WASHINGTON, DC — D.C. Mayor Muriel Bowser blasted the $2 trillion coronavirus stimulus bill Congress passed Wednesday night for shortchanging the District by treating it as a territory and not a state.
"D.C. is not a territory," Bowser said, at a Tuesday morning press conference. "This means, according to their treatment, the District will only receive $500 million, while every other state will receive a direct payment of at least $1.25 billion. That's a difference of $725 million."
The bill will distribute money to states and local municipalities around the country, provide aid to people who have lost their jobs and bail out businesses that have been hurt by a declining economy as the nation's biggest cities lock down to halt the spread of coronavirus.
Although the final bill wasn't passed until late last night, the D.C. City Council had already combed the language in the bill yesterday afternoon and identified the discrepancy between territories and states. Bowser and the City Council sent a letter to the U.S. Senate asking them to address this issue.
"I have to say that the very idea of being treated like a territory is shocking," Bowser said. "It's infuriating. It's wrong. It's outrageous. We're not a territory. We pay more taxes, unlike the territories, than 22 states."
Sen. Chris Van Hollen (D-MD) took up the District's cause Wednesday night when he spoke about the bill on the Senate floor. He pointed out that while D.C. is combatting the coronavirus just like the states are, and the District is included in federal formulas for programs like Title I and highway funding, they were not included in the same formula as states when figuring out how to distribute relief funding.
"They have a population that is higher than two of the 50 states," he said. "There are more residents of the District of Columbia, the nation's capital, than the state of Wyoming and the state of Vermont. But they were left out of that category that they are usually put in, and instead they were put into a formula with Puerto Rico, the Virgin Islands, American Samoa, and some other territories."
Van Hollen accused Republican negotiators of deliberately shortchanging the District.
"The net effect of putting people in the nation's capital in that formula versus the formula with the states with cost the District of Columbia about $700 million," Van Hollen said. "That's because the other formula is based entirely on population, and Puerto Rich has about 3 million people in it, and so when you put the District of Columbia into that funding kettle, into that funding pot, they get shortchanged $700 million."
Don't miss updates about coronavirus in Washington, D.C., as they are announced. Sign up for Patch news alerts and newsletters.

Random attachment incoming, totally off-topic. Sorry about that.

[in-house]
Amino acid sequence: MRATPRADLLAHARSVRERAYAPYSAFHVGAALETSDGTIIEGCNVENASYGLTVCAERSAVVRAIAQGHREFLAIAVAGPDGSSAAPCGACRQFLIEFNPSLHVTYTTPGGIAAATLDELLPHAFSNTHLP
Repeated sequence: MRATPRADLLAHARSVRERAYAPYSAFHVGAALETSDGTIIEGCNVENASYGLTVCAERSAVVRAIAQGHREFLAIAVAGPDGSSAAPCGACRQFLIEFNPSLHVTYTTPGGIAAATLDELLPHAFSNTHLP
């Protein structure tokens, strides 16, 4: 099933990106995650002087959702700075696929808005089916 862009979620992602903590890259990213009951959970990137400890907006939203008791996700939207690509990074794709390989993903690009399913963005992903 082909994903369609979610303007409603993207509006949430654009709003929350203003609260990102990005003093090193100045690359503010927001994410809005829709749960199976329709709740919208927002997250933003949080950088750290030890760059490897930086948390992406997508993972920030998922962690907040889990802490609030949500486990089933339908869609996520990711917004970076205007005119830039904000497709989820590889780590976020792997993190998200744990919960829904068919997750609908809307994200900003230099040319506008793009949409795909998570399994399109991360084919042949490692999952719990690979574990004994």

In the interest of passing the stimulus package to benefit the country as a whole, Van Hollen supported the bill despite its "many flaws, and many, many problems."
Maryland Rep. Steny Hoyer (D) released a statement Thursday criticizing Senate Majority Leader Mitch McConnell (R-KY) and Senate Republicans for refusing to treat the District like a state.
"By categorizing the District as a territory, Senate Republicans are shortchanging residents by hundreds of millions of dollars in critical funding to fight the pandemic," he said. "This hurts not only the residents of the District, but our entire region as we battle this growing public health crisis. This is the latest example of why we must grant DC statehood."
Council Chair Phil Mendelson did not necessarily see the problem with the stimulus package as a statehood issue. "It's about public health and the economy," he said.
According to Mendelson, the District is moving lock-step with Virginia and Maryland on its region-wide response to the coronavirus, yet it was not being treated equally when in comes to relief funding.
"As a denser jurisdiction, denser than states with a larger area, we are seeing a greater impact of this virus," he said.
In addition, the District's economy relies on businesses like tourism and the hospitality industry for much of its revenue. Both industries have taken a sizable hit due to the coronavirus.
"It disproportionately affects us more than other states that are not dependent on hospitality or tourism, which is why this economic relief from the Congress needs to be at least equal to what the states are receiving," Mendelson said, adding that he is hopeful Congress will rectify the shortfall.
According to Bowser, the District will continue to do what it needs to do locally.
"We're going to keep calling on the White House to step up on the procurement of lifesaving supplies and now we will be working to fix whatever disadvantages this relief package brings to the residents of Washington, D.C.," she said.